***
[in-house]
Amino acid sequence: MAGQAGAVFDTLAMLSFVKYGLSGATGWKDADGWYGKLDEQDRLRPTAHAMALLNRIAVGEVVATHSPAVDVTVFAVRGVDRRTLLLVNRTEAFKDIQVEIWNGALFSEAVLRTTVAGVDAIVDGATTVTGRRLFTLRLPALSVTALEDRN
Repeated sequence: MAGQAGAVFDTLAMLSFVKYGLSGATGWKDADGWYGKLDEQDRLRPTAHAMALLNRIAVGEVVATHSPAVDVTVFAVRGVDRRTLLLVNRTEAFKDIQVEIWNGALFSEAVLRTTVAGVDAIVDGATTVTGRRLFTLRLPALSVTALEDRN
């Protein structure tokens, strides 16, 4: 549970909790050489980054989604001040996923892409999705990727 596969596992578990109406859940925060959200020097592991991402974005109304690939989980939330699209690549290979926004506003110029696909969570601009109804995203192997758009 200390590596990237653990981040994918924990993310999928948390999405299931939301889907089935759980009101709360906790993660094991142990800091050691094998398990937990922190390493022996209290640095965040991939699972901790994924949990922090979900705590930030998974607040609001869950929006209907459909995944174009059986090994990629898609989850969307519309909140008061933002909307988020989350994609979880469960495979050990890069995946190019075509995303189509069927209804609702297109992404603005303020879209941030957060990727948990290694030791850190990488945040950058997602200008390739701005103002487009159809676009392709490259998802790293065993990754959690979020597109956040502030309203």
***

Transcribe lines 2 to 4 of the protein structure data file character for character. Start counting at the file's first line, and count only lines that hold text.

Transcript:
Amino acid sequence: MAGQAGAVFDTLAMLSFVKYGLSGATGWKDADGWYGKLDEQDRLRPTAHAMALLNRIAVGEVVATHSPAVDVTVFAVRGVDRRTLLLVNRTEAFKDIQVEIWNGALFSEAVLRTTVAGVDAIVDGATTVTGRRLFTLRLPALSVTALEDRN
Repeated sequence: MAGQAGAVFDTLAMLSFVKYGLSGATGWKDADGWYGKLDEQDRLRPTAHAMALLNRIAVGEVVATHSPAVDVTVFAVRGVDRRTLLLVNRTEAFKDIQVEIWNGALFSEAVLRTTVAGVDAIVDGATTVTGRRLFTLRLPALSVTALEDRN
């Protein structure tokens, strides 16, 4: 549970909790050489980054989604001040996923892409999705990727 596969596992578990109406859940925060959200020097592991991402974005109304690939989980939330699209690549290979926004506003110029696909969570601009109804995203192997758009 200390590596990237653990981040994918924990993310999928948390999405299931939301889907089935759980009101709360906790993660094991142990800091050691094998398990937990922190390493022996209290640095965040991939699972901790994924949990922090979900705590930030998974607040609001869950929006209907459909995944174009059986090994990629898609989850969307519309909140008061933002909307988020989350994609979880469960495979050990890069995946190019075509995303189509069927209804609702297109992404603005303020879209941030957060990727948990290694030791850190990488945040950058997602200008390739701005103002487009159809676009392709490259998802790293065993990754959690979020597109956040502030309203």